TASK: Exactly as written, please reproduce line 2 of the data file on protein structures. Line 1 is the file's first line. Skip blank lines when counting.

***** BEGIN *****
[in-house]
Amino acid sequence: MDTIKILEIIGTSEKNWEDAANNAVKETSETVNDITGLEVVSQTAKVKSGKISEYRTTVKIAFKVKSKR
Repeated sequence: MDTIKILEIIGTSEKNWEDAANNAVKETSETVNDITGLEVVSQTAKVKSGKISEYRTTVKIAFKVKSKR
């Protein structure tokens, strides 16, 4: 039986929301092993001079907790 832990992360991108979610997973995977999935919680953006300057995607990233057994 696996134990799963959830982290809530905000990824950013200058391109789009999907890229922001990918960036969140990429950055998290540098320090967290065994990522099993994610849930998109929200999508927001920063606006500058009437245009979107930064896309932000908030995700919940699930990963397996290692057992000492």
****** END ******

Amino acid sequence: MDTIKILEIIGTSEKNWEDAANNAVKETSETVNDITGLEVVSQTAKVKSGKISEYRTTVKIAFKVKSKR